This year, you can’t just send a creator a gift card and hope for the best. Brands and influencers alike need to be more wary of the optics of sending a free gift to creators to advertise. Although it’s been used as a short-term boost before, now brands who want to lead need to be thinking about the long game. How can they partner with influencers for the long-term and build those unbreakable relationships? And how can you create influencer campaigns that come across as truly authentic? As the cost of living crisis is still upon us, marketers will need to pay even more attention to how influencer gifting campaigns, shopping hauls and overly gratuitous content will look and feel.
Partnering with the right influencer can still make brands more relatable. When you get collaborations right, they can provide in-depth information about specific products that customers need to make more confident purchase decisions, increasing your ROI and conversion rate two-fold. But before you get into the campaign itself, you need to know these key insights.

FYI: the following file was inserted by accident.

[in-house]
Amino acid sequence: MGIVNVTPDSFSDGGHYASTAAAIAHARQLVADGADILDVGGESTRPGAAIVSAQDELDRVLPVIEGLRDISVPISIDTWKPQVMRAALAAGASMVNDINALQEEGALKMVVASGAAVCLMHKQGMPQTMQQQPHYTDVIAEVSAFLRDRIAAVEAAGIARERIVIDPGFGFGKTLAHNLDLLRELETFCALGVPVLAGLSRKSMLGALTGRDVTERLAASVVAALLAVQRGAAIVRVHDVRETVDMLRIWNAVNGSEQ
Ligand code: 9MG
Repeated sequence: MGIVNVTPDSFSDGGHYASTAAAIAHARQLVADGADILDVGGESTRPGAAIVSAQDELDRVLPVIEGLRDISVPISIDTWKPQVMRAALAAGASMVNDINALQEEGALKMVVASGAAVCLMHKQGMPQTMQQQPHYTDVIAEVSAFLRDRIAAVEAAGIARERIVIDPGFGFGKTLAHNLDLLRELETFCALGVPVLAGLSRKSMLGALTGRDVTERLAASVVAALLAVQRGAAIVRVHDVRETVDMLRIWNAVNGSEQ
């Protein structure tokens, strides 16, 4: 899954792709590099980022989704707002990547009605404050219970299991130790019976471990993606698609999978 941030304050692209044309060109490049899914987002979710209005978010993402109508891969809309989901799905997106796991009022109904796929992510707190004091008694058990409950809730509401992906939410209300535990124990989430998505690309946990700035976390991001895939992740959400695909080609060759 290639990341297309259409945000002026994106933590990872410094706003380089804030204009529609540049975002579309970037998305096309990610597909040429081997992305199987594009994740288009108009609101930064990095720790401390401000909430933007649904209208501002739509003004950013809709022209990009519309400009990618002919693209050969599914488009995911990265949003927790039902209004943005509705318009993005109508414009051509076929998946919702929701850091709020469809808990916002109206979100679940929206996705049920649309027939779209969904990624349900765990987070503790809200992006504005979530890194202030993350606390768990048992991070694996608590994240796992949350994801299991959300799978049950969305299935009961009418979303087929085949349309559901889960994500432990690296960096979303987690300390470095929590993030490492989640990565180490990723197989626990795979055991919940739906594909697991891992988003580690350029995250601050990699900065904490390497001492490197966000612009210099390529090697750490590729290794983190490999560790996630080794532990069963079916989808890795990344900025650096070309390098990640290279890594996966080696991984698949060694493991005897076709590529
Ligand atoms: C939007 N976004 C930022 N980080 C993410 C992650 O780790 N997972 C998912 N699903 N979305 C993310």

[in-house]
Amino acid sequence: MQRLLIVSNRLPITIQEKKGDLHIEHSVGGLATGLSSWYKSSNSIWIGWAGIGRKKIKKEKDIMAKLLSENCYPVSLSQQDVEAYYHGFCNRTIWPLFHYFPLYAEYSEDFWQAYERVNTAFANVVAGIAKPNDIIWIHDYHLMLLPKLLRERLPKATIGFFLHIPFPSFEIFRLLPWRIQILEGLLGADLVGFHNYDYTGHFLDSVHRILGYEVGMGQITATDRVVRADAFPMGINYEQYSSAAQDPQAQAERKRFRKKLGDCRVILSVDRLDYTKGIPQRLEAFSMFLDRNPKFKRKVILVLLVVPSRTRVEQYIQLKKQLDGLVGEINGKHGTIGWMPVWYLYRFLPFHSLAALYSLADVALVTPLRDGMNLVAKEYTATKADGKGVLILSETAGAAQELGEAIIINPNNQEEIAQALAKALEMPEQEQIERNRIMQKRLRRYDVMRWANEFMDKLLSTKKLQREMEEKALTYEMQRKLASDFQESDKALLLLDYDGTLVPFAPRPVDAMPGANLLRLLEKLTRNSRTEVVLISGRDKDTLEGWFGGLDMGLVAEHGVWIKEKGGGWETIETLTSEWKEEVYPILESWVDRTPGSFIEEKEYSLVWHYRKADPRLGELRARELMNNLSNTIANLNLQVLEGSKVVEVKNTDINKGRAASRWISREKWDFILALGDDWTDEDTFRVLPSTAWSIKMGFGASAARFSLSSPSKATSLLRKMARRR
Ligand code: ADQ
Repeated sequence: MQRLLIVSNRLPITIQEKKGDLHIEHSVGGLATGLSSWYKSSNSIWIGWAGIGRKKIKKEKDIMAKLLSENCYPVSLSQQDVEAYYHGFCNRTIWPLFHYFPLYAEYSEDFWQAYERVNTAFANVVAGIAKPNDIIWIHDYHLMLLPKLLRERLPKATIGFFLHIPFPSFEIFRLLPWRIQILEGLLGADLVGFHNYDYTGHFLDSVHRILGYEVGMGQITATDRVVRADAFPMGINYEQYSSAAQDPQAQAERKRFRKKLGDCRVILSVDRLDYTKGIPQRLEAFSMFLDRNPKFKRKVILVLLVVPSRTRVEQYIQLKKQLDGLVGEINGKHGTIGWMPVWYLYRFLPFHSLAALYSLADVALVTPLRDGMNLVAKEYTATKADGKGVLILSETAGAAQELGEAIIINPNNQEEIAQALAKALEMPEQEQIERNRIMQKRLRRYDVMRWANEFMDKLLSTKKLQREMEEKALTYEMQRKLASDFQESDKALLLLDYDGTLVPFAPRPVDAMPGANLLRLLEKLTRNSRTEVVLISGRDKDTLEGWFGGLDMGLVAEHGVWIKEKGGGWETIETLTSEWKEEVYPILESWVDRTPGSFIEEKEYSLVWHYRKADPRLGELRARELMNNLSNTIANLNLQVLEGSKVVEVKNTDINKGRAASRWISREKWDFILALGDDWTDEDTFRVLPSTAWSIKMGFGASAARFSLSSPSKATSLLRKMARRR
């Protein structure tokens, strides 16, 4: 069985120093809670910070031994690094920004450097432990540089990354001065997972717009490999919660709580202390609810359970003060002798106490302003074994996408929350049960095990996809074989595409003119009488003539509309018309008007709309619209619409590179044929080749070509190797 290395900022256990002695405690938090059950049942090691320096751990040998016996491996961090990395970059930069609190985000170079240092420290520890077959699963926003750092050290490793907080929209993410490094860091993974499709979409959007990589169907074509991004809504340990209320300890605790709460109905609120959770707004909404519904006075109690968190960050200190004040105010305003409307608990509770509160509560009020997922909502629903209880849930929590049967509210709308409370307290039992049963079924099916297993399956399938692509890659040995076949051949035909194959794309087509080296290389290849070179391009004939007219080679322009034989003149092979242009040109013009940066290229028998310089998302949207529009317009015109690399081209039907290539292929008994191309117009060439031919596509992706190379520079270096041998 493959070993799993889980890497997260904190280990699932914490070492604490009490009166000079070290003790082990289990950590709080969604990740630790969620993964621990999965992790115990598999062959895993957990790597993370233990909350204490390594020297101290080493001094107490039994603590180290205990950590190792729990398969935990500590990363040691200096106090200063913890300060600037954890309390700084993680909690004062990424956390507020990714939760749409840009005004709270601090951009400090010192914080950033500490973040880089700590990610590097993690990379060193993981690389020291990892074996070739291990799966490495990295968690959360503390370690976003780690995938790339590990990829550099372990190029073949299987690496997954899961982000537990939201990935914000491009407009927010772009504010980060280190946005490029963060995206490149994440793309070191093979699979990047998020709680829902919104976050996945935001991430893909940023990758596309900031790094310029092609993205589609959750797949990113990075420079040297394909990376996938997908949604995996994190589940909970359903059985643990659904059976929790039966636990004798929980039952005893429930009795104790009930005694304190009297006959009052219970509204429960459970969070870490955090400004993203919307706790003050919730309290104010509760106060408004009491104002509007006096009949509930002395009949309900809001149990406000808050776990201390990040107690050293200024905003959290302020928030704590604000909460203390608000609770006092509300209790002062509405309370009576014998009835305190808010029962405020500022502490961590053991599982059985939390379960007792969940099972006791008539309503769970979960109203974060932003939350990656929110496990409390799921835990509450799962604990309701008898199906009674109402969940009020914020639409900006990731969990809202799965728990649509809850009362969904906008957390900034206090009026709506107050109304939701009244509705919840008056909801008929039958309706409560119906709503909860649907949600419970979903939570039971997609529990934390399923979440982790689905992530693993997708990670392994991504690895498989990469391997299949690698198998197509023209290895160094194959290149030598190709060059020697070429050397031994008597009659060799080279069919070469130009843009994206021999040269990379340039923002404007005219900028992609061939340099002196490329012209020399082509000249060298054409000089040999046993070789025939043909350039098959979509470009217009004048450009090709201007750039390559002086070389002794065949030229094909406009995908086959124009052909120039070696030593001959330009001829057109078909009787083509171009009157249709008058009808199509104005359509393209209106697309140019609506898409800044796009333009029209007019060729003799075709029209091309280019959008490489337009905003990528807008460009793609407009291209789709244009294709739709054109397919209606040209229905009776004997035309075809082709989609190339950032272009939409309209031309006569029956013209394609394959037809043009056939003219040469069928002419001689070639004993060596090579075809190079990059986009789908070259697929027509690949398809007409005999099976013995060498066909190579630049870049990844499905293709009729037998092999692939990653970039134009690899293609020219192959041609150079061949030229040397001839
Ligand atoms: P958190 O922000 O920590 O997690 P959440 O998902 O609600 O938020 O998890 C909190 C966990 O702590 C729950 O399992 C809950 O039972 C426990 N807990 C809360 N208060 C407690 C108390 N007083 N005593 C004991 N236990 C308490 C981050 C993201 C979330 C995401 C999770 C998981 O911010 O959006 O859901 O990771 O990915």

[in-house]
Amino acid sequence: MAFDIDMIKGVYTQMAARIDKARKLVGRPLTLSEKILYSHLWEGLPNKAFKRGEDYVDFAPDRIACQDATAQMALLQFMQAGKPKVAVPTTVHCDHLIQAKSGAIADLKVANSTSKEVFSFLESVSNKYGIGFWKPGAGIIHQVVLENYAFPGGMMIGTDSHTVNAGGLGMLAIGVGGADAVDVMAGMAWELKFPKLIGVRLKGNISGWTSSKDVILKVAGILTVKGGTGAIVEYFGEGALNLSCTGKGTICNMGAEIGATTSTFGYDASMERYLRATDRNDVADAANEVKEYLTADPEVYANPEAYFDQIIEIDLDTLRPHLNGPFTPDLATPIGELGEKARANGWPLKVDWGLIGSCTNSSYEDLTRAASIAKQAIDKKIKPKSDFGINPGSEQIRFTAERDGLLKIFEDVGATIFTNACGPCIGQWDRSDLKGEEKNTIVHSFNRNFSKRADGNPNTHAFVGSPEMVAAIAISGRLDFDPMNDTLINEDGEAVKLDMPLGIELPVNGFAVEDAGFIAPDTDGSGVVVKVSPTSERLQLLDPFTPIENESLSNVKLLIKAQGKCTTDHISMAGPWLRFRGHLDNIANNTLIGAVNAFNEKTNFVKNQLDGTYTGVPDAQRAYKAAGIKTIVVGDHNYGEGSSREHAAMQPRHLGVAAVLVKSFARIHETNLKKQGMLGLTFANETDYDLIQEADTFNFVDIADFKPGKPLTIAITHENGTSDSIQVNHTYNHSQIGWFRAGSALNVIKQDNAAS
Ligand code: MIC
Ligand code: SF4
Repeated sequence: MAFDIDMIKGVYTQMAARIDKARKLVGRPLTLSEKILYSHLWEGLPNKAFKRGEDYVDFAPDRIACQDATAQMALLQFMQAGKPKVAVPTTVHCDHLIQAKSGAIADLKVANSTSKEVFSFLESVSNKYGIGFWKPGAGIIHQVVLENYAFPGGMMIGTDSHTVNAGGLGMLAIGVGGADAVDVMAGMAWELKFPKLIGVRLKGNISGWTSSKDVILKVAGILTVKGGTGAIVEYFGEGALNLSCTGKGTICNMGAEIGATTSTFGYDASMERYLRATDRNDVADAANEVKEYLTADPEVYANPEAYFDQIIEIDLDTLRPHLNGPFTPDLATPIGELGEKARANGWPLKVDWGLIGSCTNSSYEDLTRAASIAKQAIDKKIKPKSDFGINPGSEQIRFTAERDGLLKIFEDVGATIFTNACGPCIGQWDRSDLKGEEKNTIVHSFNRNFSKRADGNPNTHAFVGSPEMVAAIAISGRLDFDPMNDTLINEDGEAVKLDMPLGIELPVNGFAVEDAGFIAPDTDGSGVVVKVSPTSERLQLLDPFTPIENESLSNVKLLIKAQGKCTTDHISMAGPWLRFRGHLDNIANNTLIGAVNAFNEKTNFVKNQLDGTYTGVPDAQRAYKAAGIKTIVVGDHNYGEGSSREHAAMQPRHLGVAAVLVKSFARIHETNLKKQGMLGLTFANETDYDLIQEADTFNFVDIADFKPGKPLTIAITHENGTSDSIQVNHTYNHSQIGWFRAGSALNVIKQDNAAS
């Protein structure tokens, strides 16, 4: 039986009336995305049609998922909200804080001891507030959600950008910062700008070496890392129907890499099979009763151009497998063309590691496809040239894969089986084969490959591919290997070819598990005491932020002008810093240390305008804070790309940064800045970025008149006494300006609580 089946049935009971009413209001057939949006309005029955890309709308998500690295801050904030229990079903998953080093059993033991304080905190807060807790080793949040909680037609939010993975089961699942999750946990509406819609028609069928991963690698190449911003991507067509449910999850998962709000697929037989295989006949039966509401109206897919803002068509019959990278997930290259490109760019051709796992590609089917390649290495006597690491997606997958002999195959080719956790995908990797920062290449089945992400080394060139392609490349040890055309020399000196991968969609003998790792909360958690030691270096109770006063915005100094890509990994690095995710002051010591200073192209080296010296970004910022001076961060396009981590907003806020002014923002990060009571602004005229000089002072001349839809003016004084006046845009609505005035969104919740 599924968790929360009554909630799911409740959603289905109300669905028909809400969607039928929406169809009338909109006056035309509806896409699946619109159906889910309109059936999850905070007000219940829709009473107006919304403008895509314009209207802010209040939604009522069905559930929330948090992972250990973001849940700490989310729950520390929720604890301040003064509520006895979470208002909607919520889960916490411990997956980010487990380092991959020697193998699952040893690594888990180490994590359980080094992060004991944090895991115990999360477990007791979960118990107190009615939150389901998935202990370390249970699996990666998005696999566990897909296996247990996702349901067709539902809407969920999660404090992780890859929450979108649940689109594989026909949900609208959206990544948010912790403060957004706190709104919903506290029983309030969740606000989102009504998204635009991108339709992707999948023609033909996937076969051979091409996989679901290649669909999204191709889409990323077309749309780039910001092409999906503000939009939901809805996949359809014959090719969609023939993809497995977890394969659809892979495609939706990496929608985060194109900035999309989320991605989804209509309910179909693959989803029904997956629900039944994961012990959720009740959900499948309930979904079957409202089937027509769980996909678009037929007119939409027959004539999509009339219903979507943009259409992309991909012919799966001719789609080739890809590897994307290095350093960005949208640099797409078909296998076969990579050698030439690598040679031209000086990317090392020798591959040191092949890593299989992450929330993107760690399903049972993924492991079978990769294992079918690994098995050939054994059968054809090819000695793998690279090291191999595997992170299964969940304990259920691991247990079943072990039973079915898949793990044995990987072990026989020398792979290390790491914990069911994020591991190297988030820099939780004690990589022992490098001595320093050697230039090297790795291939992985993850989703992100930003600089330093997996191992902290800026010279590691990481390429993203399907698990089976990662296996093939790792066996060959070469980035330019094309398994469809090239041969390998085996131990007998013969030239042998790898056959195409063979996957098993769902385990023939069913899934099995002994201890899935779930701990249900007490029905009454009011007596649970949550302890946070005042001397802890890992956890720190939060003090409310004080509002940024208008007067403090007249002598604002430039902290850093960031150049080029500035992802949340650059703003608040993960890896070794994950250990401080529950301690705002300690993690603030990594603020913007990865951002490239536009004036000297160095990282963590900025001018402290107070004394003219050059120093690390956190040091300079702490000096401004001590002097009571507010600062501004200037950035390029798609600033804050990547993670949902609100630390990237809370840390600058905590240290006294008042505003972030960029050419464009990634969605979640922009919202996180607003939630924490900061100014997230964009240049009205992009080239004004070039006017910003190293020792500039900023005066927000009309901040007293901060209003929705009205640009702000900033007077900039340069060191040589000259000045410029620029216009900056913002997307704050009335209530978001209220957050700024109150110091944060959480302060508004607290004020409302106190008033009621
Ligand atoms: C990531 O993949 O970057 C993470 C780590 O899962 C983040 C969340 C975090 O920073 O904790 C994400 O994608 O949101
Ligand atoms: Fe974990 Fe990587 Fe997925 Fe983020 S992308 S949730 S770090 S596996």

Five Christmas marketing insights from a Senior Strategist
1. Focus on the joy
Christmas is joyful. John Lewis has brought the feeling of Christmas into their Christmas TV ads every single year, so much so it has become a part of culture. But brands need to think about capturing that feeling on a smaller scale. Socials are about people (hence the name). During the festive season, it can be easy to fall into the sales pitch. We want conversions, after all. But this year, take the chance to tap into your buyer’s feelings. Think about their emotions and create magic.
“Brands need to ask themselves – what is the moment here? You need to focus on the moment, on togetherness and on intimacy. Is there a different way of showing the family coming together rather than showing overflowing stocking fillers or a packed-out Christmas tree?” Celeste asks.